Some businesses are 100% Black-owned and operated, like this platform. These brands outright identify as having Black founders and CEOs. Brands I love like Capital City Mambo Sauce, Uncle Ray's Products, and clothes from Black Vibe Tribe or hair care products from Black Naps (Natural and Proud Sistas).
Then some brands are majority-owned. Consider Tristan Walker who sold his multimillion-dollar men's grooming brand Bevel to Procter & Gamble in 2018 yet still remains the company's CEO. Rockstar Rihanna owns 15% of Fenty Beauty, a brand she developed with LVMH-owned incubator Kendo, also home to Fenty Skin. Last year, Mane Choice was sold to MAV Beauty where founder Courtney Adeleye remains the CEO of the hair care brand.
"Black-owned" should be simple to understand but for those who are unsure, a Black-owned business should be an entity where at least a majority of the shareholder equity, partnership interest, member share or other ownership interest in the business or its holding companies are owned by a Black person/people. Why does this matter? Some Black entrepreneurs. activists and industry leaders believe that, without an audit, verification, and disclosure process, white-owned parent companies can manipulate consumers into thinking their dollars are going to a Black-owned business when, in reality, a Black founder or CEO can act as a front for a predominantly white company. It matters when billions of dollars are at stake - funds that can close the racial wealth gap and establish generational wealth.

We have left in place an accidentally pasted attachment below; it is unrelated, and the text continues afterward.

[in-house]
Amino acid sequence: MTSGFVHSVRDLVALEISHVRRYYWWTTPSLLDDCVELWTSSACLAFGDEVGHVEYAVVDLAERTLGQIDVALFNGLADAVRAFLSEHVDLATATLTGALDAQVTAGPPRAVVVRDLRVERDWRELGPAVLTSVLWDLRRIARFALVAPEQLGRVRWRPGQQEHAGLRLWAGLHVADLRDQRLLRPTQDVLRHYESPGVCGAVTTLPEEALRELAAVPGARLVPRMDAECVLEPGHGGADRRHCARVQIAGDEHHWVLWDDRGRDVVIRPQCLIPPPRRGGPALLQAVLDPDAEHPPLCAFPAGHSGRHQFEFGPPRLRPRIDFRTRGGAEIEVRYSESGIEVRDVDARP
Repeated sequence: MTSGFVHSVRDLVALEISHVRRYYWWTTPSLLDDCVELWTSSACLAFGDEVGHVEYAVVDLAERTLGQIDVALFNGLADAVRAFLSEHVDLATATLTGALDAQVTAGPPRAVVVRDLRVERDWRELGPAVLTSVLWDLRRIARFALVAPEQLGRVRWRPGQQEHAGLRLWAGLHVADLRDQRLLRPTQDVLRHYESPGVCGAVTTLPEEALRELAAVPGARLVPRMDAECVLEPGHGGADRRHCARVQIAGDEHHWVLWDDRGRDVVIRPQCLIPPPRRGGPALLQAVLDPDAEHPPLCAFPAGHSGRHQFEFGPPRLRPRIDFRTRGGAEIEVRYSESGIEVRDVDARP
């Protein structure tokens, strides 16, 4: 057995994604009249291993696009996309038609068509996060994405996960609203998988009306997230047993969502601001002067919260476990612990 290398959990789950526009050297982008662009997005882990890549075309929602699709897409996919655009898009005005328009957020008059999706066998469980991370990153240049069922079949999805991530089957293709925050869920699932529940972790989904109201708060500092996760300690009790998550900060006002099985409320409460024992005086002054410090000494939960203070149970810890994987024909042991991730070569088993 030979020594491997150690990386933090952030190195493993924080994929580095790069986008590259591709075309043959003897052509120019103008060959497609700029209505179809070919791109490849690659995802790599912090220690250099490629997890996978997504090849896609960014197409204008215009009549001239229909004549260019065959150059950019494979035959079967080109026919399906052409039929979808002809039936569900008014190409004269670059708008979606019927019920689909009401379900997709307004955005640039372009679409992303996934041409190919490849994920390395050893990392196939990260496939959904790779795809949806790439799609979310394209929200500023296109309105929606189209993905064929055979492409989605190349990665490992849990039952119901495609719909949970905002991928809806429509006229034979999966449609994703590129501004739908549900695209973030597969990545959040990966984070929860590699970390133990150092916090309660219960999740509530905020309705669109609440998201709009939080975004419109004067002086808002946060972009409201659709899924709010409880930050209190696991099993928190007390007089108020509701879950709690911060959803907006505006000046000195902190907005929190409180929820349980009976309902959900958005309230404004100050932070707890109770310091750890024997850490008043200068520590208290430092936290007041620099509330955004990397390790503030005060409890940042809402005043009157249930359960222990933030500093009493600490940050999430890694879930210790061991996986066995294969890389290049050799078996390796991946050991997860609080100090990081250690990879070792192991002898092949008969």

It's unfortunate when you discover a brand is not Black-owned but marketed to Black people, has a Black spokesperson, or creates a product specifically for Black people. I feel a sense of betrayal having the knowledge that my community is not profiting nearly enough from the money being made while being the target audience for shoes, cars, soda, fast food, and more. Scroll down to see a few examples of businesses you might have thought were Black-Owned but are NOT.
Black Entertainment Television (BET) reaches 85 million homes and has aired over 45 programs including original content, acquired programming, and award shows cast with Black people, featuring Black culture, and marketing to Black Audiences as a 24-hour entertainment network. It was sold to Viacom in 2000 by the original owner Robert Johnson and his investment partners, making him the first African American billionaire. The Redstone family holding company, National Amusements Inc., owns 79.4% of the Class A voting common stock of ViacomCBS — the owner of cable TV networks, Paramount Pictures, Simon & Schuster and the CBS broadcast station. Eighty percent of NAI’s voting interest was controlled by Sumner Redstone.
2. George Foreman Grill
One of the bestselling infomercial products of all time, the George Forman Grill was created by Michael Boehm. The tabletop cast iron grill that also drains grease was created